8. Tversky, Amos & Kahneman, Daniel, 1986. "Rational Choice and the Framing of Decisions," The Journal of Business, University of Chicago Press, vol. 59(4), pages S251-78, October.
    9. John R. Nofsinger & Richard W. Sias, 1999. "Herding and Feedback Trading by Institutional and Individual Investors," Journal of Finance, American Finance Association, vol. 54(6), pages 2263-2295, December.
    10. Shujie Yao & Dan Luo, 2009. "The Economic Psychology of Stock Market Bubbles in China," The World Economy, Wiley Blackwell, vol. 32(5), pages 667-691, 05.
    11. Devenow, Andrea & Welch, Ivo, 1996. "Rational herding in financial economics," European Economic Review, Elsevier, vol. 40(3-5), pages 603-615, April.
    12. Tarun Khanna & Krishna Palepu, 2000. "Is Group Affiliation Profitable in Emerging Markets? An Analysis of Diversified Indian Business Groups," Journal of Finance, American Finance Association, vol. 55(2), pages 867-891, 04.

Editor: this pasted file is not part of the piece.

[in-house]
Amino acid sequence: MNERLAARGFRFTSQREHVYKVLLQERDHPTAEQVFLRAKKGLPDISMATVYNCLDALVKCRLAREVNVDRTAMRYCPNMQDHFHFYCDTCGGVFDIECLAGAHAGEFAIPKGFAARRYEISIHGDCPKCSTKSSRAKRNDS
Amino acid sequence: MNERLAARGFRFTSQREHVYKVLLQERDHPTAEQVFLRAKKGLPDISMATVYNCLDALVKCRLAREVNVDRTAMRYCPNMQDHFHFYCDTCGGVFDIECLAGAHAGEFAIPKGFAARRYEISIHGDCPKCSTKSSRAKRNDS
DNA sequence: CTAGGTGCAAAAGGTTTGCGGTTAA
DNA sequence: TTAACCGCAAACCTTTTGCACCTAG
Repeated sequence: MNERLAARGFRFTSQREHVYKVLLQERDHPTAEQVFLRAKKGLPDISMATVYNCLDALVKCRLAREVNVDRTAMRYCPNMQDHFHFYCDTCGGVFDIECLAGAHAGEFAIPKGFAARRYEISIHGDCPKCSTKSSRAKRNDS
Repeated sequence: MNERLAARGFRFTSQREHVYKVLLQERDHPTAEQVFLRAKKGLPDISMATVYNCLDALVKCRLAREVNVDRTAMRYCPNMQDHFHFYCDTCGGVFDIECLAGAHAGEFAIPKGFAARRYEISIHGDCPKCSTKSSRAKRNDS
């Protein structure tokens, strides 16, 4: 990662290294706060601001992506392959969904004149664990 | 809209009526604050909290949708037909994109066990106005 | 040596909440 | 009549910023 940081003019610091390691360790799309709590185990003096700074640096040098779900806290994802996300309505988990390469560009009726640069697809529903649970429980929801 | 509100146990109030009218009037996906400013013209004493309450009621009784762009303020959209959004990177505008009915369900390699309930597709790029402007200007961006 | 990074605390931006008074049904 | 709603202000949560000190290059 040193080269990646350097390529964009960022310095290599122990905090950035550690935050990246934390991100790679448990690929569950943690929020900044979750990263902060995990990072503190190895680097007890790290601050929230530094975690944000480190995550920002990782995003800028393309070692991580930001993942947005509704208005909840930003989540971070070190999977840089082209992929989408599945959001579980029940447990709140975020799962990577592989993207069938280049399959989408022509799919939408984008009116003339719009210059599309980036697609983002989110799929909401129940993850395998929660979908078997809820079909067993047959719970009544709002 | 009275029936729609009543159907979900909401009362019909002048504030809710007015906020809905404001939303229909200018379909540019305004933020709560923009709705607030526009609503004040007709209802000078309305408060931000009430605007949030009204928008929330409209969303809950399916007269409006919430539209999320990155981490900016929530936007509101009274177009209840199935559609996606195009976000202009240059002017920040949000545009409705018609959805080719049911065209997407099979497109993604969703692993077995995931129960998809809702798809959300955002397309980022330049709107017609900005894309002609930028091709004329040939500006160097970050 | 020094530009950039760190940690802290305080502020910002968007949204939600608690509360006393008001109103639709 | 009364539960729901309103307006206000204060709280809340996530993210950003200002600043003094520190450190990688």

13. Sunil Sharma & Sushil Bikhchandani, 2000. "Herd Behavior in Financial Markets; A Review," IMF Working Papers 00/48, International Monetary Fund.
    14. Demirer, RIza & Kutan, Ali M., 2006. "Does herding behavior exist in Chinese stock markets?," Journal of International Financial Markets, Institutions and Money, Elsevier, vol. 16(2), pages 123-142, April.
    15. Hott, Christian, 2009. "Herding behavior in asset markets," Journal of Financial Stability, Elsevier, vol. 5(1), pages 35-56, January.
    16. Yoshio Iihara & Hideaki Kiyoshi Kato & Toshifumi Tokunaga, 2001. "Investors' Herding on the Tokyo Stock Exchange," International Review of Finance, International Review of Finance Ltd., vol. 2(1&2), pages 71-98.
    17. Scharfstein, David S & Stein, Jeremy C, 1990. "Herd Behavior and Investment," American Economic Review, American Economic Association, vol. 80(3), pages 465-79, June.